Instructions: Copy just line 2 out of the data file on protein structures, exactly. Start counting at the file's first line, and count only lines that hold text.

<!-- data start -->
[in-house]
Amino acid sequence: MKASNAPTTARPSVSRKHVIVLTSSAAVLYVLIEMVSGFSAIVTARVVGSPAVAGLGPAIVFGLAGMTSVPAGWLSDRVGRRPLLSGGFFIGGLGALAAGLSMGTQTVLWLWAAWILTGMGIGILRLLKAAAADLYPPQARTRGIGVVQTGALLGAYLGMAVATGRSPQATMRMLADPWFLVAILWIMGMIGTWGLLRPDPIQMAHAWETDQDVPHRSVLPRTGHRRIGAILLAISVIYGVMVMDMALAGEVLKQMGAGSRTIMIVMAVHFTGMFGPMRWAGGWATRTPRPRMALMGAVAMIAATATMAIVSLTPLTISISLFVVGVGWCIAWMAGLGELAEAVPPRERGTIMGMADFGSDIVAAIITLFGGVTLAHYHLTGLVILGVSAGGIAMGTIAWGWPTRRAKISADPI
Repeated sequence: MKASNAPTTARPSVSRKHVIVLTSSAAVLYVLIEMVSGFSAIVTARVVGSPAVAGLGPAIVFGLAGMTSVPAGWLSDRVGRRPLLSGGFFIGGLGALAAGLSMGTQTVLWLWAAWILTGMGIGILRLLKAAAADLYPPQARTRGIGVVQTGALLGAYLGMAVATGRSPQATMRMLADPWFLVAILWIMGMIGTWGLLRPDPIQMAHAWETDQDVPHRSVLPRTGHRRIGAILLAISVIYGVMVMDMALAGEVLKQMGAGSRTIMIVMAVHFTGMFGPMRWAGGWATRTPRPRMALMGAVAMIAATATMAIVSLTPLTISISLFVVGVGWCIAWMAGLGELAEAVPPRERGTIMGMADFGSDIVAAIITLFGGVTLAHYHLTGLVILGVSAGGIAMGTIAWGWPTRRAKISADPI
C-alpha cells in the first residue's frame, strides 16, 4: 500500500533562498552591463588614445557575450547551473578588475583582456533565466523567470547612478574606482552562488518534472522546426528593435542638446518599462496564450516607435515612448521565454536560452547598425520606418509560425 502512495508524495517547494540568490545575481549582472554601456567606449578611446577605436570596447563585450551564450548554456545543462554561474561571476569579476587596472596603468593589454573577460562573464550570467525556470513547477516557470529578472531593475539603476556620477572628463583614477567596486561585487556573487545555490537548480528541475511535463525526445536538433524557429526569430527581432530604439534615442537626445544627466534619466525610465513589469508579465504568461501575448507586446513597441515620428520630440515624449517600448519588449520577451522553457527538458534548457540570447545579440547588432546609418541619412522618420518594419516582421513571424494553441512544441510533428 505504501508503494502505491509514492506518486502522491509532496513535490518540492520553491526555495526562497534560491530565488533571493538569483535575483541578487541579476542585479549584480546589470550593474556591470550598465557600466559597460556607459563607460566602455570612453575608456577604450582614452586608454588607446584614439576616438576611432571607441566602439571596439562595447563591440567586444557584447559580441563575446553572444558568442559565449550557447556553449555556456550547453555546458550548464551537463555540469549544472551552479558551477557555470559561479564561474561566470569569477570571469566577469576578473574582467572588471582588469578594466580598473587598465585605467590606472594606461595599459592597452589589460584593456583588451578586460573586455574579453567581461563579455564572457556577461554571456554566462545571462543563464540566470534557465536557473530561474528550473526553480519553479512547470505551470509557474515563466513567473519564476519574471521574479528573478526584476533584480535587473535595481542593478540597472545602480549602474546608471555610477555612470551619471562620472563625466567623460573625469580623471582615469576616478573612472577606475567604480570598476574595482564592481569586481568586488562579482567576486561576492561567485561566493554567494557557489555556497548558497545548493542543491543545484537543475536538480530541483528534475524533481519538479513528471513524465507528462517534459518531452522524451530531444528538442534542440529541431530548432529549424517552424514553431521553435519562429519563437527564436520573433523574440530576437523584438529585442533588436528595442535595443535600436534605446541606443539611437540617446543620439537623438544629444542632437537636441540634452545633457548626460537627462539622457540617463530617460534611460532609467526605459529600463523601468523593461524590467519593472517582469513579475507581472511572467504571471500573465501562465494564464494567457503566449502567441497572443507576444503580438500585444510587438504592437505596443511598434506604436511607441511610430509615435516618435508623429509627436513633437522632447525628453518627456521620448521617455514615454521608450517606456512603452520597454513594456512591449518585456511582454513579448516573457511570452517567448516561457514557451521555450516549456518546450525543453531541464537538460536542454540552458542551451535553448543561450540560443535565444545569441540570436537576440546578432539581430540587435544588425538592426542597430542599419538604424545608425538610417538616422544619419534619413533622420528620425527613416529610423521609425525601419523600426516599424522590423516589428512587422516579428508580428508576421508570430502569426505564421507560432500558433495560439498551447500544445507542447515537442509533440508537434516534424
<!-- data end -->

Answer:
Amino acid sequence: MKASNAPTTARPSVSRKHVIVLTSSAAVLYVLIEMVSGFSAIVTARVVGSPAVAGLGPAIVFGLAGMTSVPAGWLSDRVGRRPLLSGGFFIGGLGALAAGLSMGTQTVLWLWAAWILTGMGIGILRLLKAAAADLYPPQARTRGIGVVQTGALLGAYLGMAVATGRSPQATMRMLADPWFLVAILWIMGMIGTWGLLRPDPIQMAHAWETDQDVPHRSVLPRTGHRRIGAILLAISVIYGVMVMDMALAGEVLKQMGAGSRTIMIVMAVHFTGMFGPMRWAGGWATRTPRPRMALMGAVAMIAATATMAIVSLTPLTISISLFVVGVGWCIAWMAGLGELAEAVPPRERGTIMGMADFGSDIVAAIITLFGGVTLAHYHLTGLVILGVSAGGIAMGTIAWGWPTRRAKISADPI